Colin Montgomerie said, "How can performance-enhancing drugs help us? They hurt your touch and all those kinds of things." He had no idea what he was talking about. First of all, (drugs) can give you more energy and therefore you can practice longer and play more tournaments without getting tired and it improves your reflexes. How could he turn around and say something like that? It's absolute nonsense.

Would you feel guilty if one of the players who confessed his drug use goes on to win a tournament?
To be fair, golf has not had a drug policy. So anybody who's taking beta-blockers (or other drugs), I don't think you could say he was cheating. Now that we have a policy, if anybody does it, it's serious.

But would you feel guilty?
No, because after speaking to them, I think they respected what I said about how it could affect their health. I don't think they'll continue (using HGH).

Have you spoken to them since the British Open?
No. I only played eight events (on the Champions Tour) last year. I was on my ranch for five months.

So they are senior players?
I'm not going to mention a single thing! The sad thing is I've been to nine doctors and every one of those doctors recommended that Itake human growth hormones. I went to one doctor in Jacksonville with the golfer Bob Charles and (the doctor) told us we should be getting on (HGH). And we said, "There's noway we should be doing this."

Are performance-enhancing drugs of particular benefit to older golfers, guys who have lost some of their strength and flexibility?
I don't think it applies to seniors or juniors. I think it applies across the board in all sports.

In 2007, you tied Arnold Palmer's record for most Masters starts. How important is it for you to break that record this year?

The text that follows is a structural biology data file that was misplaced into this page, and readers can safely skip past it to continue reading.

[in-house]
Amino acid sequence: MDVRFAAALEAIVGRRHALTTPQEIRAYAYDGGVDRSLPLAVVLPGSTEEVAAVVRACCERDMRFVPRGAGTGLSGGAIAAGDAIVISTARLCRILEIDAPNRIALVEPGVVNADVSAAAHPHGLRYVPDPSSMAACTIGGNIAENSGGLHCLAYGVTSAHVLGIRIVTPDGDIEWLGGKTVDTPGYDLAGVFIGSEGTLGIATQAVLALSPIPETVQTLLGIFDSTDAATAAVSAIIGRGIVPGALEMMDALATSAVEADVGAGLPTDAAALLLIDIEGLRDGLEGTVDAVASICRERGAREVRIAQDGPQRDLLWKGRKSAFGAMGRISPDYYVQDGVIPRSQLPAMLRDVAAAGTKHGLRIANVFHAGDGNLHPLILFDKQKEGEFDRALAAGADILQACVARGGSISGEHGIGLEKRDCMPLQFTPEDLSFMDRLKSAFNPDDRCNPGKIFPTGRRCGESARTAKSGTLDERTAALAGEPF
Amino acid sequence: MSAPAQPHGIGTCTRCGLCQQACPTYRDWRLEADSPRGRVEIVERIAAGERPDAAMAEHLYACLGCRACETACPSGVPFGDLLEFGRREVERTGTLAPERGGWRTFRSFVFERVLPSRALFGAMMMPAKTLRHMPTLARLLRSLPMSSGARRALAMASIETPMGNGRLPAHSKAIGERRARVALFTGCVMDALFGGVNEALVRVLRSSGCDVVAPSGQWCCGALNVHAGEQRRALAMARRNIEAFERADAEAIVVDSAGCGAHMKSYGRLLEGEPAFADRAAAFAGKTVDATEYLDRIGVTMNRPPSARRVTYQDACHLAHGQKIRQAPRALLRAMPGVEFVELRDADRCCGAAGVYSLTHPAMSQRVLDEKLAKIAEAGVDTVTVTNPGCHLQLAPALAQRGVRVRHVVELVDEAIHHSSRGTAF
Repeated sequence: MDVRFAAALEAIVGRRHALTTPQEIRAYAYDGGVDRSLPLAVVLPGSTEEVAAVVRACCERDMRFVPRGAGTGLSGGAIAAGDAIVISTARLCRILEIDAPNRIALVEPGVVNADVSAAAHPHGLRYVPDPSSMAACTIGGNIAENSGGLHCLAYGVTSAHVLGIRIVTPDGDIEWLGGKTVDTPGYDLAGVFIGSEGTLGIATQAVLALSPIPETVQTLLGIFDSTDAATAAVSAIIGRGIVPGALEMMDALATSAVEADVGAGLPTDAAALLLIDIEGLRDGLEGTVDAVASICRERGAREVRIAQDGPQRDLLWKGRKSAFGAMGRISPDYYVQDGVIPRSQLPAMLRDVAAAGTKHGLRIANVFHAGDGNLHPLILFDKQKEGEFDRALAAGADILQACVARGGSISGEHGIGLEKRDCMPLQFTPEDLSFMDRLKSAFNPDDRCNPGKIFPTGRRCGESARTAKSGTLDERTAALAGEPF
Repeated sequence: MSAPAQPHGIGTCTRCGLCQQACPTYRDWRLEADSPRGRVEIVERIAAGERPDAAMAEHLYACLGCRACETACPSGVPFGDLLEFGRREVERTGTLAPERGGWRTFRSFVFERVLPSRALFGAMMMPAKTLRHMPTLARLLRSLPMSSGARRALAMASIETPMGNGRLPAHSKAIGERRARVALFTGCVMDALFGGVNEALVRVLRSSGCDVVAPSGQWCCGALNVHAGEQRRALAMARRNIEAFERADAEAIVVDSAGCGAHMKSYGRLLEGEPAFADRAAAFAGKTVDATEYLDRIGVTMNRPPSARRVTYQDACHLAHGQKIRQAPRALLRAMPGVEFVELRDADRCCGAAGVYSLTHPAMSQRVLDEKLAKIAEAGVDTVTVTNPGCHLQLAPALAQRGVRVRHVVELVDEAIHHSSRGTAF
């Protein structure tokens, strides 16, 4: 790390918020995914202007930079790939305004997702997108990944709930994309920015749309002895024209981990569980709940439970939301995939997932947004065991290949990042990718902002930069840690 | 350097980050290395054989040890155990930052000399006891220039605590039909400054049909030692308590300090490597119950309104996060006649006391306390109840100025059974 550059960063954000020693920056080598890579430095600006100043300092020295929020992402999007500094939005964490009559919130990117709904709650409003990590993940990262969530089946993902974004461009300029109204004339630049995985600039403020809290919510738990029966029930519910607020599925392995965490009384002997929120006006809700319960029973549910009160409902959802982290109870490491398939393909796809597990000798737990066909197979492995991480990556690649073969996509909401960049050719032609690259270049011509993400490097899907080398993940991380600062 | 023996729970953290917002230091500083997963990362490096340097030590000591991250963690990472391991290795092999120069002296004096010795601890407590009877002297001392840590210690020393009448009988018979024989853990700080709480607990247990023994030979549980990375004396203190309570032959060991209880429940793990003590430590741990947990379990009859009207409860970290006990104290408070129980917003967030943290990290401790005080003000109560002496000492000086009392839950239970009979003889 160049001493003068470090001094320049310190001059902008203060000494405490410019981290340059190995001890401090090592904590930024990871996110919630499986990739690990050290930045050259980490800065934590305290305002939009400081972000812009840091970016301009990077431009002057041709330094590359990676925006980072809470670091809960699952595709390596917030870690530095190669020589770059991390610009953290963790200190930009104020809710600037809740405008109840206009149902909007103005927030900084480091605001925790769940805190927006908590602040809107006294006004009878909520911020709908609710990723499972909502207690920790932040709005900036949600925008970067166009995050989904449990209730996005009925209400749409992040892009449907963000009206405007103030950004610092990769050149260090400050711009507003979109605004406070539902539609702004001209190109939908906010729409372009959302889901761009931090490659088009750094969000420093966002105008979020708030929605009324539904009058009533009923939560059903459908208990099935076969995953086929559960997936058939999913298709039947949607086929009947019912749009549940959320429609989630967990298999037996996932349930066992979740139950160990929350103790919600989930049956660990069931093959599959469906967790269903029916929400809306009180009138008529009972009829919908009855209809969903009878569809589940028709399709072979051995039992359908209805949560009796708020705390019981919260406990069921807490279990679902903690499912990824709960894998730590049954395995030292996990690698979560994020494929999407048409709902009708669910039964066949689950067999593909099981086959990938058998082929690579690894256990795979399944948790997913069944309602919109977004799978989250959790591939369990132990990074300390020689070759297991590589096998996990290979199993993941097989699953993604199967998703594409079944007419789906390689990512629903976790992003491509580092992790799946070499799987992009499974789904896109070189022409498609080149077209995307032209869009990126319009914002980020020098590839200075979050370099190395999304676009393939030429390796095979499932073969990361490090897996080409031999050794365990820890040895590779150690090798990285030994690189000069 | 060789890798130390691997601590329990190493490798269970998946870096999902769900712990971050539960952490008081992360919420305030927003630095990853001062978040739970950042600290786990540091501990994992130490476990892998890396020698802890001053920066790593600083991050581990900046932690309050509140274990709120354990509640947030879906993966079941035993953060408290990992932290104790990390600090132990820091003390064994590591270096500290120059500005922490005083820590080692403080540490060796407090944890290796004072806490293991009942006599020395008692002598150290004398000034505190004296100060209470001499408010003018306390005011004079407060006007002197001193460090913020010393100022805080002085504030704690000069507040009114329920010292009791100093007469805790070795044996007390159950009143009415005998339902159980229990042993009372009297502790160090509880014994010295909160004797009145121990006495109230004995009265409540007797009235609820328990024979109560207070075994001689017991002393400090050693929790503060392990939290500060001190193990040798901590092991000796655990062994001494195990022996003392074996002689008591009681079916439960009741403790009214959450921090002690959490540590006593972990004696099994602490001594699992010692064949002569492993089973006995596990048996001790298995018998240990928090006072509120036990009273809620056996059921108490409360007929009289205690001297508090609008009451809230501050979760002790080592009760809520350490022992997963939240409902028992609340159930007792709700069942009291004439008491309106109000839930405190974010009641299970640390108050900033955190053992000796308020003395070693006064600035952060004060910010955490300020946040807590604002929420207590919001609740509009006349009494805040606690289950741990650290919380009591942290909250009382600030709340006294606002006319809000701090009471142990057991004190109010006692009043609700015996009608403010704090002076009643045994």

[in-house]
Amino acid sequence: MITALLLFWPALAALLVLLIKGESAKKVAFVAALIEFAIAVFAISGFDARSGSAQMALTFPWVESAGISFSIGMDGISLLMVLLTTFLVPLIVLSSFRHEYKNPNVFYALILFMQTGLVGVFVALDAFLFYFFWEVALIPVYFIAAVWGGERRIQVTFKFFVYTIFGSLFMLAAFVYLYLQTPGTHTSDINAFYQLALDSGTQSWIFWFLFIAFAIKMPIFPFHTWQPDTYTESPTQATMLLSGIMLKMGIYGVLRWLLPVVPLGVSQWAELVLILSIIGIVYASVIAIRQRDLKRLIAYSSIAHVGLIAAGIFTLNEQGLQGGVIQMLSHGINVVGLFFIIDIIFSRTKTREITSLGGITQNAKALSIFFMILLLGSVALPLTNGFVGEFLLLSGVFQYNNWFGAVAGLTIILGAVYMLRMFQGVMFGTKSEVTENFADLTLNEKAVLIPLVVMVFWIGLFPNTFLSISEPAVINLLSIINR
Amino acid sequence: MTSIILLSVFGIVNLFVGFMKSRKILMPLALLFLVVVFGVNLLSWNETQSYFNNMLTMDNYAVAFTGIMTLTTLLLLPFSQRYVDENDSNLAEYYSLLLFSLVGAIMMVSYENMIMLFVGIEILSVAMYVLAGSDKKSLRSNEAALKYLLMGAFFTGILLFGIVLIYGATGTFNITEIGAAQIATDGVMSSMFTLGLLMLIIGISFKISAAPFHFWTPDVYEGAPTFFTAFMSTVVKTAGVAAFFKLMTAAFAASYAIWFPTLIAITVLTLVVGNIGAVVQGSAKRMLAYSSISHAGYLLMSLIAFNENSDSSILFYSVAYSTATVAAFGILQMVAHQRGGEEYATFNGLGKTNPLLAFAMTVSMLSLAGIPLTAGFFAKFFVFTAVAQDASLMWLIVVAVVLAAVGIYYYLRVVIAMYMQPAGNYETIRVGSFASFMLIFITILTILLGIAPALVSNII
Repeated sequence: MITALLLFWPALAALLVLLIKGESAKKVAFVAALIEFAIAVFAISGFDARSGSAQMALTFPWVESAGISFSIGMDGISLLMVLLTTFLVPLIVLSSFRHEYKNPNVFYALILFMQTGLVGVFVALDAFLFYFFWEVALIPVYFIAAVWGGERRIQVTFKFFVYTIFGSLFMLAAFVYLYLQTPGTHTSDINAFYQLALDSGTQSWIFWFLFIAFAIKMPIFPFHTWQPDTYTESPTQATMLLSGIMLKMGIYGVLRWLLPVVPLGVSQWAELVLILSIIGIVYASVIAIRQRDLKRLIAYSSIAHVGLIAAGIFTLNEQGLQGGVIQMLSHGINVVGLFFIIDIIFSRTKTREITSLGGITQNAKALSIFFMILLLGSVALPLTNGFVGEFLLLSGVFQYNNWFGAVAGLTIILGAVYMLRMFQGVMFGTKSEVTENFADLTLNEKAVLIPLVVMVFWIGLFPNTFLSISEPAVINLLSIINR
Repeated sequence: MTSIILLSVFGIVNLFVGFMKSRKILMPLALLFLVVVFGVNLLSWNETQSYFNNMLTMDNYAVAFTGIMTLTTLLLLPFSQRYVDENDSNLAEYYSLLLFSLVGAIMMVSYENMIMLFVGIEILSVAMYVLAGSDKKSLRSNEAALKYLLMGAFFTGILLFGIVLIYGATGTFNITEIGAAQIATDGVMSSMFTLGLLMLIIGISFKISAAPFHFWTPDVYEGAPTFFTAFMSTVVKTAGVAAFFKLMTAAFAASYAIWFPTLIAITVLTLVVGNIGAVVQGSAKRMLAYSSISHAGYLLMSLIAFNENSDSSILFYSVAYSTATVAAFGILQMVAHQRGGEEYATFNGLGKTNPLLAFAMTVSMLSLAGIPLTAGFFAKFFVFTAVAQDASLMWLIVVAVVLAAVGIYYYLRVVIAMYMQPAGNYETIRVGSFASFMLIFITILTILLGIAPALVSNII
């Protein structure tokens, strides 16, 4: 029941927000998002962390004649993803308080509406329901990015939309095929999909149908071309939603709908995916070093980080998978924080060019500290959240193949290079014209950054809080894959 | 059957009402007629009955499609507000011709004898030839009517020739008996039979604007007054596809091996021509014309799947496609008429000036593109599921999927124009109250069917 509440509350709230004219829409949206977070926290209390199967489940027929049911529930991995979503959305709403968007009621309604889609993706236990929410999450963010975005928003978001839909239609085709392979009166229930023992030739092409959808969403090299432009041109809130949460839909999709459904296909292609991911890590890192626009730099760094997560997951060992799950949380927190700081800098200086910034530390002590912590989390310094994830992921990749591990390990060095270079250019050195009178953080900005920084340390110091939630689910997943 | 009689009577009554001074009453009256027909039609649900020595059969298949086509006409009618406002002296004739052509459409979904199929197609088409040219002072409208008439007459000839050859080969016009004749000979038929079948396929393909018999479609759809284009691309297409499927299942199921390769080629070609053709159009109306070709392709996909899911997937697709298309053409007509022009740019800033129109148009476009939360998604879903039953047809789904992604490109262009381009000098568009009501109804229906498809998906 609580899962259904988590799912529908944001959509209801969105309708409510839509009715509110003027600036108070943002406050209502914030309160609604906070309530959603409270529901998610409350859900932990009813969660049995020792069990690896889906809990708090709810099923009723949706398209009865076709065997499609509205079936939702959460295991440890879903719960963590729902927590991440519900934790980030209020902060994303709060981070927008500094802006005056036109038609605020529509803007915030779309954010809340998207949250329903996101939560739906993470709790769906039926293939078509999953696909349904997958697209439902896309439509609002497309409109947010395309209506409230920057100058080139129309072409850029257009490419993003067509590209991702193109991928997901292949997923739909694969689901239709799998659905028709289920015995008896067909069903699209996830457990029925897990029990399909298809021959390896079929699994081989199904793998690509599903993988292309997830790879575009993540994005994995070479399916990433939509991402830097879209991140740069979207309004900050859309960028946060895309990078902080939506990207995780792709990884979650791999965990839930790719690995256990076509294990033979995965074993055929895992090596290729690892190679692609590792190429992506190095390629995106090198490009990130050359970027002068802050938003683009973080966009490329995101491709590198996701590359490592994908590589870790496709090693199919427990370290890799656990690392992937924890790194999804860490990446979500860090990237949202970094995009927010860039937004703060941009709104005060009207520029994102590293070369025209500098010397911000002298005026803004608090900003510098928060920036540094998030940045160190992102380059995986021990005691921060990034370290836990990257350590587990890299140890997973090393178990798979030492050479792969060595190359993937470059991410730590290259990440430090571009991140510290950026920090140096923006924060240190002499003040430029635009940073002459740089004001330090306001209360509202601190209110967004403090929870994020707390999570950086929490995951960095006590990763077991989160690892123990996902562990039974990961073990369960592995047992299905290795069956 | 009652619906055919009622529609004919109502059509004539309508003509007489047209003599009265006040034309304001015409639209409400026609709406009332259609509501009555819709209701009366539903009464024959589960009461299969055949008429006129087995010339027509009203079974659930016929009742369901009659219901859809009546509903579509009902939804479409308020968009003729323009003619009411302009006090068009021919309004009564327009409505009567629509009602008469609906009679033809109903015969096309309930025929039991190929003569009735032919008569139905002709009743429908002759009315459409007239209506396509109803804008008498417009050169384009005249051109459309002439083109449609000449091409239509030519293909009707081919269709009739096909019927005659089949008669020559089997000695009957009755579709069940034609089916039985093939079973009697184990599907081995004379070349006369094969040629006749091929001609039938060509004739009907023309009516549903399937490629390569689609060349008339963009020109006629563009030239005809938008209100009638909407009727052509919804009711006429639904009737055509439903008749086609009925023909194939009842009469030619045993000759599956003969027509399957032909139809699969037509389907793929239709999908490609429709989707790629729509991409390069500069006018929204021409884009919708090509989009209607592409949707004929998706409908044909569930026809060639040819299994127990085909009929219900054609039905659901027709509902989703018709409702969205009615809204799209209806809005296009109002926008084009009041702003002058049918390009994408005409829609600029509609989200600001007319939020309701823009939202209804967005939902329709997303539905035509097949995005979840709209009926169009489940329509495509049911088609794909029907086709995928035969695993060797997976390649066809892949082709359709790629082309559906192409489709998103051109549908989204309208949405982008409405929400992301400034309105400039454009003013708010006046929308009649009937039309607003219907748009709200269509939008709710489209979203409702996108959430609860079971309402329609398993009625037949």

I'm so pleased to have the record, not because I'll beat Arnold's record, but because young people will be able to say, "Well, here's a guy who's playing at Augusta for the 51st time, and you've got to be in pretty good shape to do that."

The one thing I've always done all my life is I've eaten properly, and I've worked out very, very hard. (Playing the Masters) is just a means of getting my message across that young people need to look after their bodies.

So does this mean you'll play the Masters into your 80s?
No, no, no, no. I'll either play one more or two more, and that'll be it.

In 1978, after your third Masters win, you said: 'I won't do what Sam (Snead) does. I won't play in any golf tournament that I can't win. I'll go to my farm.' Yet here you are 30 years later, playing a tournament you can't win.
Well, you know, Winston Churchill said, "I've never gotten indigestion from saying the wrong thing." He also said, "Change is the price of survival." So we all change and say things at the time that we think are important, and then we (recant) later.

My great dream today, if I can, is to influence at least 100 million young people in the world to eat properly and exercise, because the kids are eating absolute crap. They live on pure crap.

Why are you so passionate about this cause?
Because my son, Wayne, has diabetes. He's a Type 1. I reckon in 40 years time, unless there's a miraculous medical discovery, there will be 100 million Americans with diabetes. It's not a disease anymore — it's an epidemic. I see a great deterioration in children, and it really perturbs me. We've got to look after our young people, got to educate them.

What was your finest moment at Augusta?
Augusta's been a great hunting ground for me. I hold the record for most consecutive cuts made (23, shared with Fred Couples). I have 15 top-10s. But if I had to pick one highlight, it was shooting 30 on the back nine in 1978 to win by one.